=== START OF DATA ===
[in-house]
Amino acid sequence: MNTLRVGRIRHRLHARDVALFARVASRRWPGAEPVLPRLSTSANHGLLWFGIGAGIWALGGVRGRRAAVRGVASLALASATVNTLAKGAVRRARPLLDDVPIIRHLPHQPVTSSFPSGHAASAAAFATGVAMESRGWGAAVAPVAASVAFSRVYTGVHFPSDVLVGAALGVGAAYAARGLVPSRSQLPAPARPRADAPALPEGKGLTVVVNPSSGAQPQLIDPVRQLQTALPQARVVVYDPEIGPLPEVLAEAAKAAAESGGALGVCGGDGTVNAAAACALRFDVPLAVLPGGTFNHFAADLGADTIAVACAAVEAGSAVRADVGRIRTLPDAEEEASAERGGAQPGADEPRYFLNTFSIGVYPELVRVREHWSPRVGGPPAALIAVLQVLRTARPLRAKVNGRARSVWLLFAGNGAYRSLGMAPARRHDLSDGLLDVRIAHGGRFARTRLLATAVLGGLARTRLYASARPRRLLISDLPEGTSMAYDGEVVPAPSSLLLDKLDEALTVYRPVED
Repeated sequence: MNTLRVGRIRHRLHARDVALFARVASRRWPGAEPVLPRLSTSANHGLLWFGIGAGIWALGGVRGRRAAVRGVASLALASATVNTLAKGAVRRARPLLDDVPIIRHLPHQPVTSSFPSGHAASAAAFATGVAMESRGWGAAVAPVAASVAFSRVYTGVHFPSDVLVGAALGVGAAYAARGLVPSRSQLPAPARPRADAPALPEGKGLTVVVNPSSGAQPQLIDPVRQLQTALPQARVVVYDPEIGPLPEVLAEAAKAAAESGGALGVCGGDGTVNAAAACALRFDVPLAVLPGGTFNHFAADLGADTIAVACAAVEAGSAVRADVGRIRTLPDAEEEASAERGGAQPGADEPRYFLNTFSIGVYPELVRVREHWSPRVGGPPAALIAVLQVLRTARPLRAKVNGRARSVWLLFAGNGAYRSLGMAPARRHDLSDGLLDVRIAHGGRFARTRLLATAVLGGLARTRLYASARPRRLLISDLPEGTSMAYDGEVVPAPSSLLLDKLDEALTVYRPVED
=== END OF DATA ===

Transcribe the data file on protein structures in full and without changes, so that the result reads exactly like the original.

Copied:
[in-house]
Amino acid sequence: MNTLRVGRIRHRLHARDVALFARVASRRWPGAEPVLPRLSTSANHGLLWFGIGAGIWALGGVRGRRAAVRGVASLALASATVNTLAKGAVRRARPLLDDVPIIRHLPHQPVTSSFPSGHAASAAAFATGVAMESRGWGAAVAPVAASVAFSRVYTGVHFPSDVLVGAALGVGAAYAARGLVPSRSQLPAPARPRADAPALPEGKGLTVVVNPSSGAQPQLIDPVRQLQTALPQARVVVYDPEIGPLPEVLAEAAKAAAESGGALGVCGGDGTVNAAAACALRFDVPLAVLPGGTFNHFAADLGADTIAVACAAVEAGSAVRADVGRIRTLPDAEEEASAERGGAQPGADEPRYFLNTFSIGVYPELVRVREHWSPRVGGPPAALIAVLQVLRTARPLRAKVNGRARSVWLLFAGNGAYRSLGMAPARRHDLSDGLLDVRIAHGGRFARTRLLATAVLGGLARTRLYASARPRRLLISDLPEGTSMAYDGEVVPAPSSLLLDKLDEALTVYRPVED
Repeated sequence: MNTLRVGRIRHRLHARDVALFARVASRRWPGAEPVLPRLSTSANHGLLWFGIGAGIWALGGVRGRRAAVRGVASLALASATVNTLAKGAVRRARPLLDDVPIIRHLPHQPVTSSFPSGHAASAAAFATGVAMESRGWGAAVAPVAASVAFSRVYTGVHFPSDVLVGAALGVGAAYAARGLVPSRSQLPAPARPRADAPALPEGKGLTVVVNPSSGAQPQLIDPVRQLQTALPQARVVVYDPEIGPLPEVLAEAAKAAAESGGALGVCGGDGTVNAAAACALRFDVPLAVLPGGTFNHFAADLGADTIAVACAAVEAGSAVRADVGRIRTLPDAEEEASAERGGAQPGADEPRYFLNTFSIGVYPELVRVREHWSPRVGGPPAALIAVLQVLRTARPLRAKVNGRARSVWLLFAGNGAYRSLGMAPARRHDLSDGLLDVRIAHGGRFARTRLLATAVLGGLARTRLYASARPRRLLISDLPEGTSMAYDGEVVPAPSSLLLDKLDEALTVYRPVED